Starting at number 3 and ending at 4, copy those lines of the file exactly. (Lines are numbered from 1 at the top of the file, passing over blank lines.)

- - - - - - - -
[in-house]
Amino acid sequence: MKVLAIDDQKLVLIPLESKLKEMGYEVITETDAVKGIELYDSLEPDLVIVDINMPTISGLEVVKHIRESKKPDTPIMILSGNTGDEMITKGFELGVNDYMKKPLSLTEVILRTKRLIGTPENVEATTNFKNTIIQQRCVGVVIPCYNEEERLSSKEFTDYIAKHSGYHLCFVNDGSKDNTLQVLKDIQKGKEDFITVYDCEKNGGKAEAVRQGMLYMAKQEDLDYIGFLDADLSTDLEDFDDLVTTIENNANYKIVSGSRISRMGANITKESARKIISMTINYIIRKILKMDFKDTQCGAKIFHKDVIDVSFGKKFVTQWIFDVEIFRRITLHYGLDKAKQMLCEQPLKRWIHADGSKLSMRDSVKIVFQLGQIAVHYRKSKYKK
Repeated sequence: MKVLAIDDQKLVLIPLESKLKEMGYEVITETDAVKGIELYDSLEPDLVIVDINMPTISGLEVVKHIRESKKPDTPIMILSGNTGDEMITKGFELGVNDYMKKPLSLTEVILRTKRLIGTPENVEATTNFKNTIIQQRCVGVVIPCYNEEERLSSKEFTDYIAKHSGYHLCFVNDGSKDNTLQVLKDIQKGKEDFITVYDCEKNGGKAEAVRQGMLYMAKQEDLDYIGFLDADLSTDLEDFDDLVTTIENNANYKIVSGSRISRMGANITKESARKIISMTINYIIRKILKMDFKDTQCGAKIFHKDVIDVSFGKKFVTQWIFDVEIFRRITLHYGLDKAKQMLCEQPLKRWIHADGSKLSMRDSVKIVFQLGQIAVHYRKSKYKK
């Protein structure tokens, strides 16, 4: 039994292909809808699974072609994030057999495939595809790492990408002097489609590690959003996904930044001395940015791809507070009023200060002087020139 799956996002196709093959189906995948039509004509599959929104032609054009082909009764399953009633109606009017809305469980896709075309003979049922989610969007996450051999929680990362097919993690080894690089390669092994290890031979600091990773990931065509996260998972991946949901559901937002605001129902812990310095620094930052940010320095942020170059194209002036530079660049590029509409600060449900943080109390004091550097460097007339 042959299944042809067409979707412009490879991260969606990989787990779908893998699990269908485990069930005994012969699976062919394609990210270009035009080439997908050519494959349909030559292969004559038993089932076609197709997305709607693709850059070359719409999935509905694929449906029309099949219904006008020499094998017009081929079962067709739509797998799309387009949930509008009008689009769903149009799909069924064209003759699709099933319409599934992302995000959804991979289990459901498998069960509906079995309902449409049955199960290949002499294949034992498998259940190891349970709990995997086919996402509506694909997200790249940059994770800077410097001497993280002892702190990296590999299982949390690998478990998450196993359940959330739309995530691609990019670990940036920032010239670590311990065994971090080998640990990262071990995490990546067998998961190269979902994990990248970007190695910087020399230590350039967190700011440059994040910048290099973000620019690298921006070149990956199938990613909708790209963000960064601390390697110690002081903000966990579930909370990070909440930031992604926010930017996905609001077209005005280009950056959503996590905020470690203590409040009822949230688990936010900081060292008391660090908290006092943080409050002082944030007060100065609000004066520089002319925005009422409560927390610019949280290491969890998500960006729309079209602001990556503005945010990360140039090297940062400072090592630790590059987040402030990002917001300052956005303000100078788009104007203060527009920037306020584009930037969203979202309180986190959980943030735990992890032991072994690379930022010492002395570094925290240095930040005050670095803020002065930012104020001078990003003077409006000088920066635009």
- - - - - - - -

Repeated sequence: MKVLAIDDQKLVLIPLESKLKEMGYEVITETDAVKGIELYDSLEPDLVIVDINMPTISGLEVVKHIRESKKPDTPIMILSGNTGDEMITKGFELGVNDYMKKPLSLTEVILRTKRLIGTPENVEATTNFKNTIIQQRCVGVVIPCYNEEERLSSKEFTDYIAKHSGYHLCFVNDGSKDNTLQVLKDIQKGKEDFITVYDCEKNGGKAEAVRQGMLYMAKQEDLDYIGFLDADLSTDLEDFDDLVTTIENNANYKIVSGSRISRMGANITKESARKIISMTINYIIRKILKMDFKDTQCGAKIFHKDVIDVSFGKKFVTQWIFDVEIFRRITLHYGLDKAKQMLCEQPLKRWIHADGSKLSMRDSVKIVFQLGQIAVHYRKSKYKK
């Protein structure tokens, strides 16, 4: 039994292909809808699974072609994030057999495939595809790492990408002097489609590690959003996904930044001395940015791809507070009023200060002087020139 799956996002196709093959189906995948039509004509599959929104032609054009082909009764399953009633109606009017809305469980896709075309003979049922989610969007996450051999929680990362097919993690080894690089390669092994290890031979600091990773990931065509996260998972991946949901559901937002605001129902812990310095620094930052940010320095942020170059194209002036530079660049590029509409600060449900943080109390004091550097460097007339 042959299944042809067409979707412009490879991260969606990989787990779908893998699990269908485990069930005994012969699976062919394609990210270009035009080439997908050519494959349909030559292969004559038993089932076609197709997305709607693709850059070359719409999935509905694929449906029309099949219904006008020499094998017009081929079962067709739509797998799309387009949930509008009008689009769903149009799909069924064209003759699709099933319409599934992302995000959804991979289990459901498998069960509906079995309902449409049955199960290949002499294949034992498998259940190891349970709990995997086919996402509506694909997200790249940059994770800077410097001497993280002892702190990296590999299982949390690998478990998450196993359940959330739309995530691609990019670990940036920032010239670590311990065994971090080998640990990262071990995490990546067998998961190269979902994990990248970007190695910087020399230590350039967190700011440059994040910048290099973000620019690298921006070149990956199938990613909708790209963000960064601390390697110690002081903000966990579930909370990070909440930031992604926010930017996905609001077209005005280009950056959503996590905020470690203590409040009822949230688990936010900081060292008391660090908290006092943080409050002082944030007060100065609000004066520089002319925005009422409560927390610019949280290491969890998500960006729309079209602001990556503005945010990360140039090297940062400072090592630790590059987040402030990002917001300052956005303000100078788009104007203060527009920037306020584009930037969203979202309180986190959980943030735990992890032991072994690379930022010492002395570094925290240095930040005050670095803020002065930012104020001078990003003077409006000088920066635009």